Every death is a tragedy. While I was typing up today’s comment, I heard the announcement that Odai and Qusai Hussein, Saddam Hussein’s two sons, were confirmed killed in a firefight in Iraq. My initial reaction was a mixture of happiness and sadness. I was happy while thinking of those people who will now be able to sleep better tonight knowing that these two thugs will never torture or kill another Iraqi, and I was sad because their acts were so heinous that they had earned their deaths. Unlike some people, I do not rejoice in the death of others even when their death is more than warranted because I mourn the loss of opportunities in their life to do good for others. I see what they could have done, and I am saddened that their lives were cut short either by accident, disease, acts of others, or by their own acts bringing down the full judgment of law upon themselves.

If you have been watching the nightly news recently as I have, you can’t have missed the almost nightly reporting of another soldier killed in Iraq during that day. This steady death toll has been termed by Jim Quinn, a morning talk show host out of Pittsburgh, as the “Vietnamification of Iraq.” During the Vietnam War, the nightly news often reported the number of US servicemen killed or wounded that day. This constant drip drip drip of death turned around the public opinion of the war, and this loss of will eventually led to our loss of the war. You can see how this same drip drip drip of death in Iraq is starting to do the same thing now. Each of these deaths is a tragedy, and they are mourned by family and their fellow servicemen. There is no denying the anguish the families go through with each death, but are these deaths really all that newsworthy beyond their families?

I did a quick search on the Center for Disease Control’s website, looking at the latest record of US fatalities. I then changed these from yearly totals to an average daily death rate. Here is how the year 2000 data breaks down: each day we averaged 11 drownings, 11 deaths by fire, 33 suffocations, 38 deaths by falling, 55 poisonings, 119 fatalities in traffic accidents, and one or two deaths in Iraq. OK, so the last didn’t happen in 2000, but you can see how small the number is when compared to the average death toll here in the States. This is why I am puzzled sometimes at the hand-wringing I see at times over these deaths. If you want to compare this to a war, we averaged almost 220 deaths per day during World War II, but the U.S. was more determined and driven in that conflict than we are today. Most people saw the real need for fighting then, and they were willing to do what was needed to rid the world of the Axis powers. We are currently faced by a new Axis, but I fear that we as a society do not have the strength of will to do what is needed to rid the world of the Axis of Evil today.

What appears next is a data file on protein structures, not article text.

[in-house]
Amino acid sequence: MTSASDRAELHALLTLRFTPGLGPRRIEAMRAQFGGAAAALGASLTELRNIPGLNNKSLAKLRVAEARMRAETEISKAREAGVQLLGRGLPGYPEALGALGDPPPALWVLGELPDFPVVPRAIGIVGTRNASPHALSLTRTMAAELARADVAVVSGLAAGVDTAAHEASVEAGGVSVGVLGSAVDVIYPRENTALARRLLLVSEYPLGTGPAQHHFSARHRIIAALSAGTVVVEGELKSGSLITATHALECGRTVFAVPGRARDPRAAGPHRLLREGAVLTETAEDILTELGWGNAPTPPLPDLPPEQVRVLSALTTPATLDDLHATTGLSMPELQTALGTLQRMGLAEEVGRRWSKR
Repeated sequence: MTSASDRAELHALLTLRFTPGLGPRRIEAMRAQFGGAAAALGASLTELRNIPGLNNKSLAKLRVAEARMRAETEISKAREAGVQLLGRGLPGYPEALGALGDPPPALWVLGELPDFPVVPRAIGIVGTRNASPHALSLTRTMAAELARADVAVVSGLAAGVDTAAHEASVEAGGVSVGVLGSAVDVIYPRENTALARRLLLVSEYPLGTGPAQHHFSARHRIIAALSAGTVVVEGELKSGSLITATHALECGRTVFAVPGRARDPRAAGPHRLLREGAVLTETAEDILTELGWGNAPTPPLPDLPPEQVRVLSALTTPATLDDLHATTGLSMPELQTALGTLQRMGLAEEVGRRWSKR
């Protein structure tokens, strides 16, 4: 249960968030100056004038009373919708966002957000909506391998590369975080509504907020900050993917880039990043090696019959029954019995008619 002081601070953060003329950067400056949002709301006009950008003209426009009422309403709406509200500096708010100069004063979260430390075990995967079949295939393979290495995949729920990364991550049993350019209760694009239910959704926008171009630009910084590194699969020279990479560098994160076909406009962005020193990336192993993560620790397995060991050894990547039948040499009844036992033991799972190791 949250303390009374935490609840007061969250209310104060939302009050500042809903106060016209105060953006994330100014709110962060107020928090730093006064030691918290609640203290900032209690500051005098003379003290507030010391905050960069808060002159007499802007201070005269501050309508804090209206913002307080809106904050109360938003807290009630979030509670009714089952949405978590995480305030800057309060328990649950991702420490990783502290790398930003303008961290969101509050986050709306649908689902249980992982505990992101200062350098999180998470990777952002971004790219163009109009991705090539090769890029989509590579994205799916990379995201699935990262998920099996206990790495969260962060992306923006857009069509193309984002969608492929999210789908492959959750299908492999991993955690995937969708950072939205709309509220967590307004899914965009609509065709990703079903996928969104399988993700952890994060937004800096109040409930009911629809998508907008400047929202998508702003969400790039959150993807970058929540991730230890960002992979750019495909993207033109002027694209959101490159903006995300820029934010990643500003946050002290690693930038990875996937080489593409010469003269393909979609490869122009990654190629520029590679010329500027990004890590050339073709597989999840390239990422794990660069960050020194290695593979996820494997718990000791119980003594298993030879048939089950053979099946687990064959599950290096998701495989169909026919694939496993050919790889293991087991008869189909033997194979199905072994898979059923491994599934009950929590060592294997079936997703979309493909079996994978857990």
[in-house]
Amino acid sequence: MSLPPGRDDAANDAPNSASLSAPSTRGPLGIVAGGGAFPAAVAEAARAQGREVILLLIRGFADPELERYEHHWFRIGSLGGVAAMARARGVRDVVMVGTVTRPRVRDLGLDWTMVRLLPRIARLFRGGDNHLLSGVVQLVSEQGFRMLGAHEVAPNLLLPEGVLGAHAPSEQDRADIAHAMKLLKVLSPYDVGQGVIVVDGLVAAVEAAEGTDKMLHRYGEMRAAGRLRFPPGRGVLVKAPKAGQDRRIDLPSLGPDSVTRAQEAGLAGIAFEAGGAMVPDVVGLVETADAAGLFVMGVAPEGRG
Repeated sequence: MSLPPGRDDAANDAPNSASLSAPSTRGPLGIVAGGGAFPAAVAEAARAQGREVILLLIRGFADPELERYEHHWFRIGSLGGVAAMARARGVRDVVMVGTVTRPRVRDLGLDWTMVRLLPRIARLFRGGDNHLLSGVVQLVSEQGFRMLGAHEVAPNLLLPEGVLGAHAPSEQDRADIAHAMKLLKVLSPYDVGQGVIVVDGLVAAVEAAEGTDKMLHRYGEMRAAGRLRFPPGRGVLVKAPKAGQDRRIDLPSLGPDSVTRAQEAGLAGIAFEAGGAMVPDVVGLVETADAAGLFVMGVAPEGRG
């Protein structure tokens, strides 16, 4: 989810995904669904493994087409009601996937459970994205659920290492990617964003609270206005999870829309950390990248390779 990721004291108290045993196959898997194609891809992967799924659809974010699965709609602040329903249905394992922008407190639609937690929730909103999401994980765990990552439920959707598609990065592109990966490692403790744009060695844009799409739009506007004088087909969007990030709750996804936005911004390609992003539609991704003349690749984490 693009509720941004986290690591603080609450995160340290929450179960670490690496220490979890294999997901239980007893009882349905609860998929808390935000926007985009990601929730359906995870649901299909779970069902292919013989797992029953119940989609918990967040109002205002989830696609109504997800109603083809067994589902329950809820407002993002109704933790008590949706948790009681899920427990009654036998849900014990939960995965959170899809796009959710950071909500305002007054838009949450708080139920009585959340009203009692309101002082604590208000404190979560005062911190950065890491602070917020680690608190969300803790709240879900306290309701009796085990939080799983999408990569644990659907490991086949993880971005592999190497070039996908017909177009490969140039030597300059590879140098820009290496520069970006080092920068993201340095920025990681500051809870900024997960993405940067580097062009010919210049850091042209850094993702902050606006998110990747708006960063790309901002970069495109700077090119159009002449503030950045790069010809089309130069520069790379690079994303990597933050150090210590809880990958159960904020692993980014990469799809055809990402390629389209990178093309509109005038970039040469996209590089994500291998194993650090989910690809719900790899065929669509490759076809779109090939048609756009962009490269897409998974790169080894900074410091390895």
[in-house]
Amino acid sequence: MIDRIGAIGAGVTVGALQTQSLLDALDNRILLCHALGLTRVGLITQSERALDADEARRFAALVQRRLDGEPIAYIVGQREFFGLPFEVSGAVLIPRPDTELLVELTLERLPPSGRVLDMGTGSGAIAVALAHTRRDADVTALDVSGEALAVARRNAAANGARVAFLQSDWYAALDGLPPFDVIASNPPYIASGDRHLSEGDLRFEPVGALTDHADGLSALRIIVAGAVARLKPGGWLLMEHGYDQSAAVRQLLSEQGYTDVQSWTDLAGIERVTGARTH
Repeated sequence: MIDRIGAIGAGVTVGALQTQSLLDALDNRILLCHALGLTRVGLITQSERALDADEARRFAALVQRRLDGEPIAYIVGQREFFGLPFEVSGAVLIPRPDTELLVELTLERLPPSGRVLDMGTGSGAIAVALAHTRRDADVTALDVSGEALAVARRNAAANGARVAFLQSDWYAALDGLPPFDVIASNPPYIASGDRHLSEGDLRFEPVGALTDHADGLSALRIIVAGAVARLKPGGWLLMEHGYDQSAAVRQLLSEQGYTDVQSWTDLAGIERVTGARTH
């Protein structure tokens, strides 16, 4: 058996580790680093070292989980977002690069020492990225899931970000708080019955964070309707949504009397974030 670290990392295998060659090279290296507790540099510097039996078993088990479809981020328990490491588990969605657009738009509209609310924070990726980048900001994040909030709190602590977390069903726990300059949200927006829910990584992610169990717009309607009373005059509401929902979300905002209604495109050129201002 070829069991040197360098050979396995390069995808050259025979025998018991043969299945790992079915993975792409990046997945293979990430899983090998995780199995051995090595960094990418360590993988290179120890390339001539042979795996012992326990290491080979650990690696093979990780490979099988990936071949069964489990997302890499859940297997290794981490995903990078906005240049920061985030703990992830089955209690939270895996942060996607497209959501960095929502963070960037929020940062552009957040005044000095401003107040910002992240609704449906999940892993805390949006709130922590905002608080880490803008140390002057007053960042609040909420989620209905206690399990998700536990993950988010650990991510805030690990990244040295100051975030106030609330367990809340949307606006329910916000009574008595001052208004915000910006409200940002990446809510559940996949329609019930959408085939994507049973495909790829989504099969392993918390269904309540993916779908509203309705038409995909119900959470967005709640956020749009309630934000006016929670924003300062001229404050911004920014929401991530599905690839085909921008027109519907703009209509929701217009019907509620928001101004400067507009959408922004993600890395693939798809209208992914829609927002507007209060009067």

My father served 21 years in the U.S. Air Force, and I grew up understanding that my father could die in service. But I also understood from an early age that there were things well worth dying for, as one military commander put it: “In memory of our God, our religion, and freedom, and our peace, our wives, and our children.” In addition to watching reports of the death of Saddam’s sons today, I watched the homecoming given to Pfc. Jessica Lynch. She was glad that some of the soldiers with whom she served made it home alive from Iraq. She was also hurt that some of her company didn’t, but she never questioned the need “when free-men shall stand / Between their lov’d home and the war’s desolation . . . “

But there are three groups who do question this need, and they are easy to spot. First is the Democratic Party. Almost to a one, they have opposed this war and have questioned the need for us to even be in Iraq. Not even the heart-wrenching images of the freed children or the opening of mass graves appears to have validated this war for them. And with each soldier slain in Iraq, their voices grow louder, demanding we pull out. The second group is the major media. These print and television giants have been loud bullhorns proclaiming each death as proof that we should not be in Iraq. Each death is used by them to hammer home their leftist agenda of discrediting the President and his plans during this war on terrorism. And the third party involved is the scattered remains of the Baathist party in Iraq that is causing the deaths of our servicemen. It is clear that their goal is to slay an American each day to produce the drip drip drip of death needed to sap the will of America. Quinn has identified the common thread that runs through these three groups: they have all lost power, and are desperate to get it back. The real tragedy here is the way the Democrats and the major media are willing, if unwitting, accomplices in the Baathist party plan to use the tragedy of each death to attack the President. I hope that the death of Odai and Qusai Hussein will fortify the people of Iraq and help them to stand up to the horrors hiding in their midst. When the day comes that the Iraqi people justly rule themselves in peace, then the deaths in Iraq will have been worth the cost.

Leave a Reply